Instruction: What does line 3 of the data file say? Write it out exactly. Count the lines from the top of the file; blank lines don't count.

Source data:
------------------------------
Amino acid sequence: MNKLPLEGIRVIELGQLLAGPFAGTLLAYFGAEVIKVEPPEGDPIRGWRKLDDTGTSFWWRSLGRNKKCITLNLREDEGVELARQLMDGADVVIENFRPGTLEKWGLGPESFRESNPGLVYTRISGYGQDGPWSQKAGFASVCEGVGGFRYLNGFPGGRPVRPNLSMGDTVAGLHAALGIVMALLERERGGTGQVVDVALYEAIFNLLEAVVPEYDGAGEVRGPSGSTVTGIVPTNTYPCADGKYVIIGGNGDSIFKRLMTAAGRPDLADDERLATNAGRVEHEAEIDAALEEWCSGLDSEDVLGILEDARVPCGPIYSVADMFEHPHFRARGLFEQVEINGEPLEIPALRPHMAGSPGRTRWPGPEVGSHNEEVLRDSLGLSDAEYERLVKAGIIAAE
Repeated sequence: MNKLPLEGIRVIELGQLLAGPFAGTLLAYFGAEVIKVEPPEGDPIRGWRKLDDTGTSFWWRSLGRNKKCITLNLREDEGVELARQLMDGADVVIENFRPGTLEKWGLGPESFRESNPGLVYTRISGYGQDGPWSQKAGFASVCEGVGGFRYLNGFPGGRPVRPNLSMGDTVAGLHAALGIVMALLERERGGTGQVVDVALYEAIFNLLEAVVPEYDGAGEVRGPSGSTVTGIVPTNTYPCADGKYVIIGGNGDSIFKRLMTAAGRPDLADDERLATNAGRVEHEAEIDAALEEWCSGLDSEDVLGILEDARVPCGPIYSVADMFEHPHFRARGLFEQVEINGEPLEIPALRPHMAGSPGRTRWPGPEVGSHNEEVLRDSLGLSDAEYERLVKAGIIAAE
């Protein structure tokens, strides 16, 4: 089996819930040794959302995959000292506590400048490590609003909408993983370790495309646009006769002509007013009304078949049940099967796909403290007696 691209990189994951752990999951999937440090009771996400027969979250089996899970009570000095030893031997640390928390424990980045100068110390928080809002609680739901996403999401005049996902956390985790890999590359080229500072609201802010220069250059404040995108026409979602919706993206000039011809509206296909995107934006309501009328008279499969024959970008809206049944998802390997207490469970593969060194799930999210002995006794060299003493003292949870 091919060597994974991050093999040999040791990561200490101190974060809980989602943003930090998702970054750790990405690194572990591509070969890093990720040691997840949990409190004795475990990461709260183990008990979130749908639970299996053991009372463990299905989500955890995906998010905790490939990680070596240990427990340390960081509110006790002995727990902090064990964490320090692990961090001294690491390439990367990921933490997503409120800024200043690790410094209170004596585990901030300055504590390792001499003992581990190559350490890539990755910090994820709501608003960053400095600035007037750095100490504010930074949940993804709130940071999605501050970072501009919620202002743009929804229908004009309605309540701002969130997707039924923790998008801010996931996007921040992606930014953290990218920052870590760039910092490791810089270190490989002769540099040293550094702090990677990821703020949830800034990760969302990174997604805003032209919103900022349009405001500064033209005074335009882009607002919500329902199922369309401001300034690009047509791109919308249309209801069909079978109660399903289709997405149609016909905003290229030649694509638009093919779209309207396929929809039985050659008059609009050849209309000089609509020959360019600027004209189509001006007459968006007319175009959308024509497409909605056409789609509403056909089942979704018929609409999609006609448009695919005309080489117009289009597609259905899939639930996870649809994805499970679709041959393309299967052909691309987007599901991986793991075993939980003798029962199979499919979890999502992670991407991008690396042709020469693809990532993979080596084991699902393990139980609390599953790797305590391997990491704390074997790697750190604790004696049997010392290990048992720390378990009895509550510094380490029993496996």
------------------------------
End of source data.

């Protein structure tokens, strides 16, 4: 089996819930040794959302995959000292506590400048490590609003909408993983370790495309646009006769002509007013009304078949049940099967796909403290007696 691209990189994951752990999951999937440090009771996400027969979250089996899970009570000095030893031997640390928390424990980045100068110390928080809002609680739901996403999401005049996902956390985790890999590359080229500072609201802010220069250059404040995108026409979602919706993206000039011809509206296909995107934006309501009328008279499969024959970008809206049944998802390997207490469970593969060194799930999210002995006794060299003493003292949870 091919060597994974991050093999040999040791990561200490101190974060809980989602943003930090998702970054750790990405690194572990591509070969890093990720040691997840949990409190004795475990990461709260183990008990979130749908639970299996053991009372463990299905989500955890995906998010905790490939990680070596240990427990340390960081509110006790002995727990902090064990964490320090692990961090001294690491390439990367990921933490997503409120800024200043690790410094209170004596585990901030300055504590390792001499003992581990190559350490890539990755910090994820709501608003960053400095600035007037750095100490504010930074949940993804709130940071999605501050970072501009919620202002743009929804229908004009309605309540701002969130997707039924923790998008801010996931996007921040992606930014953290990218920052870590760039910092490791810089270190490989002769540099040293550094702090990677990821703020949830800034990760969302990174997604805003032209919103900022349009405001500064033209005074335009882009607002919500329902199922369309401001300034690009047509791109919308249309209801069909079978109660399903289709997405149609016909905003290229030649694509638009093919779209309207396929929809039985050659008059609009050849209309000089609509020959360019600027004209189509001006007459968006007319175009959308024509497409909605056409789609509403056909089942979704018929609409999609006609448009695919005309080489117009289009597609259905899939639930996870649809994805499970679709041959393309299967052909691309987007599901991986793991075993939980003798029962199979499919979890999502992670991407991008690396042709020469693809990532993979080596084991699902393990139980609390599953790797305590391997990491704390074997790697750190604790004696049997010392290990048992720390378990009895509550510094380490029993496996």